Type: stati | Historic Period:
The name derives from the Greek word λειτουργία – “joint activity”, “public service”. In the orthodoxy this is the main liturgy – the centre of church life for any orthodox Christian. It consists of numerous prayers, chants, Gospel reading and the priest sermons. The liturgy centre is the performance of the holy sacrament “Eucharist” (“Communion”), set by Jesus Christ on the vigil of His cross sufferings.
The Eucharist (from the Greek word “Thanking”) is the greatest wonder performed on Earth, the unexplainable mystery for the believers having accepted the bread and the wine as part of Christ’s body and blood.
Saint Evangelist Luka wrote: “And having taken bread and thanked, he broke it in two and gave some to them, saying: this is My body which is given for you; do this for My memory. He also took the cup after supper, saying; this cup is the new testament with My blood, which is being shed for you.”
The Eucharist is a basic moment in Church life from the very beginning, the sacrament for which the orthodox liturgy is performed.
Eremites’ lives were very hard. They got almost no sleep, and spent their days in work and prayers. In the day, while working, they said psalms learnt by heart. Some of them span wool and wove coarse fabric for sackcloths, the sales of which supported not only themselves but were used to help poor people. Eremites ate just bread and salt and drank water only.
Exhausted from the hard labour, when they felt sleepy, they would start dragging heavy baskets of sand from one place to another in order to keep their minds fresh. That was supposed to teach them to be awake and to win over their own selves. The hard life kindled yet more love to God and they readily bore hardships and deprivations keeping in mind how much Christ had suffered for the salvation of people.
Some eremites took a strict monk’s “schema” (a vow to God), then settled in inaccessible rock niches and remained there for the rest of their lives spending their time in fast and prayers. Deemed saints while still alive, they were a subject of worship by believers. For food, they relied on the alms brought by worshippers and most often placed in a basket tied to a long rope, so the eremite could pull it up without leaving his cell.
As provided under the statutes of community monasteries, individual members of the brotherhood had the right to seclude themselves in separate cells, on the side of the main monks’ complex. They lived there from Monday to Friday. On Saturdays and Sundays they returned to the other brothers to take part in the joint services, to be given communion and warm food, and on Sunday evening they went back to their cells with some handiwork and food provisions for a week.
This practice existed at the Aladzha Monastery as well. It is evidenced from the remains of several cells on the side of the main rock complex.
As provided under the medieval monastery statutes the daily meals of the monks were turned into a kind of a cult ritual through the ”brothers’ tables”. This was the meaning of the God’s apostle table.
All monks together with the abbot of the monastery used to get together to eat the same food and drink the same wine at the same table. An exception to this rule was allowed only in case of illness of a brother or for old-aged monks.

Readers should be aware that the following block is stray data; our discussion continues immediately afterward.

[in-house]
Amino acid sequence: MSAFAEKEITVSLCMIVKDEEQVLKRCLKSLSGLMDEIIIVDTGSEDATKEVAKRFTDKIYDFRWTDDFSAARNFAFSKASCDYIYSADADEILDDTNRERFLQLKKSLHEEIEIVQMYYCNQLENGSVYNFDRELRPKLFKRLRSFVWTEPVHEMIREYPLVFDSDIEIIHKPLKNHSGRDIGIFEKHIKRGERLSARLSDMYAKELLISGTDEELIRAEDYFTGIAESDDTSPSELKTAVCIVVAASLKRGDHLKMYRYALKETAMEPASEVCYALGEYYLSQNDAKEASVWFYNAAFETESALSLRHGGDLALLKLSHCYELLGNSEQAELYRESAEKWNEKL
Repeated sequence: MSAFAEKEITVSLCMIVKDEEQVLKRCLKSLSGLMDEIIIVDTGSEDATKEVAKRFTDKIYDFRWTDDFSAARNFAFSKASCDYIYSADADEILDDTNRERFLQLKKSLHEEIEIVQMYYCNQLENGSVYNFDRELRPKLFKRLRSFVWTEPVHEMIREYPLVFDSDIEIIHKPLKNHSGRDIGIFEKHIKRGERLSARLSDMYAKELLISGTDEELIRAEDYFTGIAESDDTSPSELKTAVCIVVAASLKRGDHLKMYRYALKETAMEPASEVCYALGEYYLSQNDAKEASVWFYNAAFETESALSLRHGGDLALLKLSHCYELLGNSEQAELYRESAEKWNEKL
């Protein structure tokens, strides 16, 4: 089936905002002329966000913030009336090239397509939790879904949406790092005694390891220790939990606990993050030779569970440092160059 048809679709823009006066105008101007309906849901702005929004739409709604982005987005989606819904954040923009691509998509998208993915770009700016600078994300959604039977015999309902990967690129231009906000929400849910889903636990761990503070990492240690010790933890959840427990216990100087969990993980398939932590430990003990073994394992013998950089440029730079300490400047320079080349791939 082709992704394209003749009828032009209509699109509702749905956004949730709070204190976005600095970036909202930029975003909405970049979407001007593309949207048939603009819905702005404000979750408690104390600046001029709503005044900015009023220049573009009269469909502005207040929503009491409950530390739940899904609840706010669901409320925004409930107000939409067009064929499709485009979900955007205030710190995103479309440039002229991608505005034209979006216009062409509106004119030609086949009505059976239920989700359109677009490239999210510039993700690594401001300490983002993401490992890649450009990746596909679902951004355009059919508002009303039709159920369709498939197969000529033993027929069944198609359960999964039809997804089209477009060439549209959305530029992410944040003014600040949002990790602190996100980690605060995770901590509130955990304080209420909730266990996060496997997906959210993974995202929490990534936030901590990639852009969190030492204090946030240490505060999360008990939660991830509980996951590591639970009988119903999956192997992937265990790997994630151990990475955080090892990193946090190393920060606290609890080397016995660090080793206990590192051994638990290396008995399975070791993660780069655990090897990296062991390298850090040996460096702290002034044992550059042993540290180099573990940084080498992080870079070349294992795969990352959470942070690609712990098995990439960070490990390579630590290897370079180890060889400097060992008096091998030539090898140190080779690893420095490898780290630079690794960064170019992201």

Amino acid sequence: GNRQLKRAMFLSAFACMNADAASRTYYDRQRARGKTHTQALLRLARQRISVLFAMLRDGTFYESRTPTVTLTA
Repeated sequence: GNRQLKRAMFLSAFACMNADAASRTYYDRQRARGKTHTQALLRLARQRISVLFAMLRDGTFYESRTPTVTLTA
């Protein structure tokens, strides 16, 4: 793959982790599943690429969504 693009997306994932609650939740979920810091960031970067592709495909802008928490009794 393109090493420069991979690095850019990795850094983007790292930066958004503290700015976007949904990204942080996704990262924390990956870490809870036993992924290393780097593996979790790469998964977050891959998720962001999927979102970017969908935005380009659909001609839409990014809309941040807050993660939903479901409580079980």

It was strictly forbidden to take food to the cells or keep any cookware.
It was adopted as a general rule, three meals cooked from whatever God’s Providence had provided, to be put on the table every day. Except for Wednesdays and Fridays, cheese and 4 cups of wine for each brother were served on the table daily. During the Easter holidays more and richer food was served to support the brothers who would be exhausted and tired of vigils and fast. In the fasting period food was scarce – the use of butter /olive oil/ and wine was not allowed, except for Saturdays and Sundays.
The traditional monastery cuisine treats digestion as the most important process going on in the body and being a key to health and spiritual perfection. The members of the brotherhood spared long periods of time for meals. They ate calmly and stopped eating when they felt full. Apart from that, they always had supper early and avoided raw foods in the late hours.
The monks grew almost everything themselves. That is why they always had mainly seasonal and local fruit and vegetables on their table. Meat was served rarely and consisted basically of fish or birds. Meat of four-legged animals was given to the sick and weak only. Dairy animals were bred in many monasteries for cheese-making.
On the plateau above the monastery, ploughed with a wooden plough, the monks sowed wheat for feeding. Another source of subsistence was the century-old forest. The monks, as well as any other Christians, treated the forest with special attention. It was a special world to them, a symbol of everything carrying respect and fear, excitement and worship. Despite their fears, the monks were very much dependant on the forest. That was where firewood for winter came from. Honey came from the forest (in 13thІ-14th century sugar was unknown), as well as fruit, game for the table and pastures for the flocks of sheep and goats.
Soups were often present on the monks’ table in the monastery kitchen. They were thinner and in many cases contained no fat. Here is a recipe of the so-called “Eremite’s soup”1.1, that reached us from the past.